|Friday, Feb 8, 2013|
National Park Service divers recently killed almost 90 crown-of-thorn starfish (Acanthaster planci, or alamea in Samoan) offshore of Malia Mai in an effort to protect the reef from these voracious predators.
Alamea are a type of starfish with up to 21 arms and covered with poisonous spines. They prey upon coral tissue and can cause significant damage to reefs. While normally rare, alamea occasionally have population outbreaks where millions of individuals suddenly appear on the reefs. Over the last 30 years the Great Barrier Reef has lost over 50% of its coral due largely to an increase in alamea outbreaks, and is now threatened with being taken off of the list of World Heritage Sites.
Alamea have the ability to push their stomachs out through their mouths, covering a coral and using digestive enzymes to break down the coral animal. After consuming the coral tissue, they move on, leaving behind the white skeleton of the dead coral reef. A single alamea can consume up to 107 square feet of living coral in a year and will eat almost every coral species on the reef. The last time there was an alamea outbreak in American Samoa was 1977, when hungry alamea devoured over 80% of the territories coral reefs.
The reason for alamea outbreaks appears to be related to increased nutrients due to human development around high islands. Humans are now using more fertilizer and releasing more waste into the environment, and large storms with heavy rains wash these nutrients into the ocean. This process in turn fuels a bloom of phytoplankton, a marine plant which alamea feed on as larvae. Since it takes three years for alamea to mature, outbreaks typically occur three years after heavy rain or storm events.
Alamea populations are usually small, with adults rarely sighted, but during outbreak years they can carpet the reefs. Alamea release tens of millions of eggs during the spawning season, but most of these starve because they can’t find enough phytoplankton (a marine plant) on which to feed. The nutrient-fueled phytoplankton blooms after heavy rains provide an abundance of food for the alamea larvae, and many more survive than would otherwise be the case.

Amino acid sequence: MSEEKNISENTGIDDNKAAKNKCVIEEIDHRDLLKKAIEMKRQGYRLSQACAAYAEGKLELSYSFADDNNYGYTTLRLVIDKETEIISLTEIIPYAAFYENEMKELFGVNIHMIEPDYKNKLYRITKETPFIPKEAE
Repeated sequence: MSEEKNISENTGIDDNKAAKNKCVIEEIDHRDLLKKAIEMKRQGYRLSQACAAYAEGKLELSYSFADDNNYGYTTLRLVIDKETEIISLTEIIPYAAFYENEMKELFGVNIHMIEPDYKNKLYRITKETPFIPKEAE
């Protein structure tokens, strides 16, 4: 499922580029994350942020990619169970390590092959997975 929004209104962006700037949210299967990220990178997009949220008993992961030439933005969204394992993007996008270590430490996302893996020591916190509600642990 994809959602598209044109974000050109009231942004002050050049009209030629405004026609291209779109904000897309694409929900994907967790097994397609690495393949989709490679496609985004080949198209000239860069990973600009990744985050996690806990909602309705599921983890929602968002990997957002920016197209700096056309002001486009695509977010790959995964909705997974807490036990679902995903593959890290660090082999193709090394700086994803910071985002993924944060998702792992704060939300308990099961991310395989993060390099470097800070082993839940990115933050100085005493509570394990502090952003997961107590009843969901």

Although it’s not know for certain what is causing the current outbreak in American Samoa, it is notable that there was a large tsunami just three years ago that would have re-suspended nutrients that had settled on the bottom.
While alamea outbreaks have occurred in the past in American Samoa, they are quite rare. Elderly fishermen interviewed by Dr. Chuck Birkeland in the 1970s recalled outbreaks in 1916 and 1932. No outbreak was recorded between 1932 and 1977, and divers reported that they would occasionally see one or two individuals on a reef. However, in late 1977 divers observed an estimated 83,000 individuals on Taema Banks. A removal program was started to try to protect the reefs, and by the end of 1978 over 480,000 individuals had been collected along the coastline. Despite these efforts, the alamea outbreak continued until 1980, when most of the coral reefs were gone and the starfish finally starved to death.
The National Park Service is collaborating with the Department of Marine and Wildlife Resources, the National Marine Sanctuary, and the governor’s Coral Reef Advisory Group to combat the recent alamea outbreak. A joint meeting was held recently to discuss methods to monitor and eradicate alamea before their population reaches levels similar to the 1977 outbreak. While surveys to date have shown alamea to be abundant between Pago Pago Harbor and Vaitogi, additional effort will be made over the next two weeks to survey the entire island for alamea. Alamea will also be either removed from the reefs by divers or injected with a poison that is specific to the alamea but not harmful to other marine life or humans.